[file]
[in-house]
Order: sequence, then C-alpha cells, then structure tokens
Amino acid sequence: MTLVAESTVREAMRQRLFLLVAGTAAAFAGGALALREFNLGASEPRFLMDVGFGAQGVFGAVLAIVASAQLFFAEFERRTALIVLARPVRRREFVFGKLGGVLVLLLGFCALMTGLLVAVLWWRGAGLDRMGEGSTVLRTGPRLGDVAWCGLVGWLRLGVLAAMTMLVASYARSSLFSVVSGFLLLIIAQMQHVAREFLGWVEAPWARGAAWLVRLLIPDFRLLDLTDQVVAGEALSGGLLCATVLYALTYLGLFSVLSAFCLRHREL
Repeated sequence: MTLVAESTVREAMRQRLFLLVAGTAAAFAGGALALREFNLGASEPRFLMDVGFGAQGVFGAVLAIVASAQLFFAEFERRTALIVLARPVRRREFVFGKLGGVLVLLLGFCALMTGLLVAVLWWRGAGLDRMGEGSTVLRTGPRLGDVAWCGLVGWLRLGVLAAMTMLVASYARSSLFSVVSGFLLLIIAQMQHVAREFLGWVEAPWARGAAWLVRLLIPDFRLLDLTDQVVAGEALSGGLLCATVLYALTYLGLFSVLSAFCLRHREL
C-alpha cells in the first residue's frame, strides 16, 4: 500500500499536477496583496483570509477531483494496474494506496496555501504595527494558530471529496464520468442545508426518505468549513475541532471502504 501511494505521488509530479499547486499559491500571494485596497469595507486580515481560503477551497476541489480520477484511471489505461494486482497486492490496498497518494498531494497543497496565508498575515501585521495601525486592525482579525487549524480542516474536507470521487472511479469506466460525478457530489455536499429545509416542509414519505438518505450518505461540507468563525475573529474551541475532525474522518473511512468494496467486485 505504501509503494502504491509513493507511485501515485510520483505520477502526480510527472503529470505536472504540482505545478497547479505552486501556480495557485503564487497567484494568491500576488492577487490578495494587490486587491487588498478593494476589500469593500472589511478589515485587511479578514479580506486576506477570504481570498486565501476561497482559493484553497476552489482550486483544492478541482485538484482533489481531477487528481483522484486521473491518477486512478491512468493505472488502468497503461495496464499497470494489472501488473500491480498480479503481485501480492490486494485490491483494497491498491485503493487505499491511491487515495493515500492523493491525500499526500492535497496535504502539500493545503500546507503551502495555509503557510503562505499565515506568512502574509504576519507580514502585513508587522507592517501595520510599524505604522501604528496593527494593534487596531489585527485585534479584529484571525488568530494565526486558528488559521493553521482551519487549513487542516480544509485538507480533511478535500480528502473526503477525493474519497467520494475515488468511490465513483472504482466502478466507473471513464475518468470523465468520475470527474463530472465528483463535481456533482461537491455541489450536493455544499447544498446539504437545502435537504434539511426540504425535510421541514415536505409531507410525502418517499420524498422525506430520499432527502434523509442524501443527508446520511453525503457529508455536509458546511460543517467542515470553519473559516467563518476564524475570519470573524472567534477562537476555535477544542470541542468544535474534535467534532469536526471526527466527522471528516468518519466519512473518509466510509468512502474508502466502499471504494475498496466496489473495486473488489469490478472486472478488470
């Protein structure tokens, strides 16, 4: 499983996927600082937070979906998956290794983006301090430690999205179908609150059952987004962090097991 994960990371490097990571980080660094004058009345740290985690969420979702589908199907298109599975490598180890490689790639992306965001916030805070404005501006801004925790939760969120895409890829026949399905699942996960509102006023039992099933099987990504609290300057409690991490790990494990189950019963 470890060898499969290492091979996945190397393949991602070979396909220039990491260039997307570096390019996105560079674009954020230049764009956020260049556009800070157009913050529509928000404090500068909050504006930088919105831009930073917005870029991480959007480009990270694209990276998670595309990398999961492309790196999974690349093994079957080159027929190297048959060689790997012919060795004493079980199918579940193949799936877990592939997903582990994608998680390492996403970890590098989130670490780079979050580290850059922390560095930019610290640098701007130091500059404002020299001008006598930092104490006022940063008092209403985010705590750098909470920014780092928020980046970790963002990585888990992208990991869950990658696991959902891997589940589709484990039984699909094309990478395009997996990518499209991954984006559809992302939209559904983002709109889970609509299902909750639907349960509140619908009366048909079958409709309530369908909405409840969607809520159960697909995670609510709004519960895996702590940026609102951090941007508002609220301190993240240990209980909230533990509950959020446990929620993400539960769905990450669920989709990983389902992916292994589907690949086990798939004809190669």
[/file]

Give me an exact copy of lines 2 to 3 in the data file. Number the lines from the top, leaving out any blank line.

Order: sequence, then C-alpha cells, then structure tokens
Amino acid sequence: MTLVAESTVREAMRQRLFLLVAGTAAAFAGGALALREFNLGASEPRFLMDVGFGAQGVFGAVLAIVASAQLFFAEFERRTALIVLARPVRRREFVFGKLGGVLVLLLGFCALMTGLLVAVLWWRGAGLDRMGEGSTVLRTGPRLGDVAWCGLVGWLRLGVLAAMTMLVASYARSSLFSVVSGFLLLIIAQMQHVAREFLGWVEAPWARGAAWLVRLLIPDFRLLDLTDQVVAGEALSGGLLCATVLYALTYLGLFSVLSAFCLRHREL